Davis’ work is broad and often deep, and even through its most capering analyses it remains grounded in rich and properly rewarding close reading. But both Davis’ grand frame and propensity for lateral analyses can prove a disadvantage, much as they allow Davis to make some truly stunning comparative readings. For example, this is a book not much concerned with theoretical treatments of inheritance, like gift theory, which is a shame given the aforementioned gauntlet Davis throws down regarding inheritance’s ambiguity as a taking or a giving. A similar concept is raised with Davis’ interesting reading of Piers Plowman, wherein Piers positions his settled debts as placing ‘the obligation […] on the other side from now on. Piers is owed’ (36). Theoretical approaches to gifts and debts are curiously absent from this book; Marcel Mauss or Jacques Derrida, or more historical works like Craig Muldrew’s The Economy of Obligation make no appearances. This may verge on charging the book for being something that it isn’t, but one questions how our understanding of inheritance might be weakened when removed from the dynamics of giving, owing, debt, and credit that govern broader social, familial, and economic structures of exchange. Davis is obviously concerned with these themes, and Davis’ decision to remain detached from such methodologies can be frustrating. While this might not prove an issue for every reader, and although ‘inheritance’ deliberately emerges in this book as a constantly shifting figure, the connections between its various manifestations might have been concretised if there was some theoretical grounding for its meaning. These are not heavy criticisms, as Davis treats more than enough in the monograph, but they are questions with which the reader might be left.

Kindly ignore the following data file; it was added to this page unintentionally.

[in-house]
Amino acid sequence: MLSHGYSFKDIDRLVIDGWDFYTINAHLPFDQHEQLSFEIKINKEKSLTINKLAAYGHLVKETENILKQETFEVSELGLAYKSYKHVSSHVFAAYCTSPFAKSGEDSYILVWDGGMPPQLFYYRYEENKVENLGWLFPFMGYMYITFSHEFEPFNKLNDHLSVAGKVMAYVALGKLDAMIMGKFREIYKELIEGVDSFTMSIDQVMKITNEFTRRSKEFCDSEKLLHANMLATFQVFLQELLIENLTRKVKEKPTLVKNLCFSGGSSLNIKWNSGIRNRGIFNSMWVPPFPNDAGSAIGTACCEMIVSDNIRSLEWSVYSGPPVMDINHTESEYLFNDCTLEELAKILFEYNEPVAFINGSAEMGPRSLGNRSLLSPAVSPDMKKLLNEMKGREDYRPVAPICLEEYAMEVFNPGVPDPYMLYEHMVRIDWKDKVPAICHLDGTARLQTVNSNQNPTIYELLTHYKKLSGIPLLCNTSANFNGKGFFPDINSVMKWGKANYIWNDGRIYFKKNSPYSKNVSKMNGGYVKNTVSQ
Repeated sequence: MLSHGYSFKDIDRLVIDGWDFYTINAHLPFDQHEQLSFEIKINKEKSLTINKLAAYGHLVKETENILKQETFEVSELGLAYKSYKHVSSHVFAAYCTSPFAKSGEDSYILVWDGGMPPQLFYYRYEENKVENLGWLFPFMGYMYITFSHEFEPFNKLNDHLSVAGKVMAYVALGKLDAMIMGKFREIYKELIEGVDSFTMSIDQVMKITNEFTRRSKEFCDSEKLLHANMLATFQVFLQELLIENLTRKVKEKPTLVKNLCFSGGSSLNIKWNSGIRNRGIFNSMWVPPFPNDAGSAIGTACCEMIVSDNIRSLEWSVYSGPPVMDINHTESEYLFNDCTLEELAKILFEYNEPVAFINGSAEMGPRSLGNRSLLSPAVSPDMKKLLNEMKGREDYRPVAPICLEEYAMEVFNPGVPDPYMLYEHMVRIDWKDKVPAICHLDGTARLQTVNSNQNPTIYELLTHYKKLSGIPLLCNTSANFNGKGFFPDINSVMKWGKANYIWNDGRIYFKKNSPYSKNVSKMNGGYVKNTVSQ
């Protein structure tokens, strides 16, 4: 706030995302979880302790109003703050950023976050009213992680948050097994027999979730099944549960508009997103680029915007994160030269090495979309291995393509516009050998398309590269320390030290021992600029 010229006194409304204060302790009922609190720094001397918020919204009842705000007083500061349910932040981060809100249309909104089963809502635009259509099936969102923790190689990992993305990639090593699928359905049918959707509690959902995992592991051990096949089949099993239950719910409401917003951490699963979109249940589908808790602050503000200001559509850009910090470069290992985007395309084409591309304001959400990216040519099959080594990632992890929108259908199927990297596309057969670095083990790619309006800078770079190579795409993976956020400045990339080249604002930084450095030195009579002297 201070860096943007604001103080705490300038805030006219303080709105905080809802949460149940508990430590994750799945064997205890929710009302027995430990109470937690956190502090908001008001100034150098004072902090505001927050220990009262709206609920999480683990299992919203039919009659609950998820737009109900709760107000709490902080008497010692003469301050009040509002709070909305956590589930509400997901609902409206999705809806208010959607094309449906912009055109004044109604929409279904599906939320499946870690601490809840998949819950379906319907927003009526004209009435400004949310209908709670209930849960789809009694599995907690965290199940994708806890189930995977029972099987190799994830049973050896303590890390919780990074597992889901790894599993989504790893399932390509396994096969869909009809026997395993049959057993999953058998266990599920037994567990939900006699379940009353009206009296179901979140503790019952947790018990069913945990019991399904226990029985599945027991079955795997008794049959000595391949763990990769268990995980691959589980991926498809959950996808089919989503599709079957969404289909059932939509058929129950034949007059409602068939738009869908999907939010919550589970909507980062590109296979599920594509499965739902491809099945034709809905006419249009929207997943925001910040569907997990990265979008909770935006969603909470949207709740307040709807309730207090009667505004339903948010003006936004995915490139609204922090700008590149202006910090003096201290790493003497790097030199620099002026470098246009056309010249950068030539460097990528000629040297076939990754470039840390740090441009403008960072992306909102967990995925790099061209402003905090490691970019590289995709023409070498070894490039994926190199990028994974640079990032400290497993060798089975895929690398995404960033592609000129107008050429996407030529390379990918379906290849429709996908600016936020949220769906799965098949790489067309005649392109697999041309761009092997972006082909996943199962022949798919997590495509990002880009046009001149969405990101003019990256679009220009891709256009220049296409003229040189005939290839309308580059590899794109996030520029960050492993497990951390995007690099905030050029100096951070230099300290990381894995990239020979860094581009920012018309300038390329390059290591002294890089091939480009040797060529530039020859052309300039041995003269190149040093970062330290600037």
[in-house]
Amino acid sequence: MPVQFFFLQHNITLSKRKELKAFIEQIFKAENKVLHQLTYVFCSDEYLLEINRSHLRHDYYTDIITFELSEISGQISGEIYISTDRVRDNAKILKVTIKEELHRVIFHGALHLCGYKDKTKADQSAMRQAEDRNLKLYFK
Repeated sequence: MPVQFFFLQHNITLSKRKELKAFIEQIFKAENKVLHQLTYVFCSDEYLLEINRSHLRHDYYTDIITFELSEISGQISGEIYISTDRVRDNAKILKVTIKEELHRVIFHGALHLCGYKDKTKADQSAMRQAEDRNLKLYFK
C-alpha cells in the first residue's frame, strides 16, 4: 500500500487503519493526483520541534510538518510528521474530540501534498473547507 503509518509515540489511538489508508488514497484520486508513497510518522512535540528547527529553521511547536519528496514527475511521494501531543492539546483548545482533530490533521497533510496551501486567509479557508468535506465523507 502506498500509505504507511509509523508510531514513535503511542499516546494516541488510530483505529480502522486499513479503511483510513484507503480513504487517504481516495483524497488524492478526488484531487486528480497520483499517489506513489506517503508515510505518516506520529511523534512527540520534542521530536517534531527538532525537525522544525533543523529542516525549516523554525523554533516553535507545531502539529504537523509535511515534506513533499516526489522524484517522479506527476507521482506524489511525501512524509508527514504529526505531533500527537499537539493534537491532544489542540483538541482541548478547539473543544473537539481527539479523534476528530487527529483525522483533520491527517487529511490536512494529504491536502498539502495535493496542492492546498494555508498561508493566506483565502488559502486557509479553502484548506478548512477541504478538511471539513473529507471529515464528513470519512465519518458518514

More of a concern are the oversights or disinterests in existing scholarship and even other relevant primary texts. Davis is certainly well-read, and the range of secondary material jumps dazzlingly from Marx to Freud to Halberstam. But at times this causes Davis to wash over the nitty gritty of a topic and thus miss certain scholarly advances, or the historical fabric of a particular issue. For example, on the Shakespearean front, substantial works on the themes of inheritance, such as Tom MacFaul’s two books, Problem Fathers in Shakespeare and Renaissance Drama (2012) and Poetry and Paternity in Renaissance England (2010), or Fred Tromly’s Fathers and Sons in Shakespeare: The Debt Never Promised (2010), make no appearance. Michelle Dowd’s The Dynamics of Inheritance on the Shakespearean Stage (2015) does merit a laudatory mention, but her work is never engaged; this is a shame, given that Dowd has written excellently and extensively on many of the themes and texts on which Davis focuses.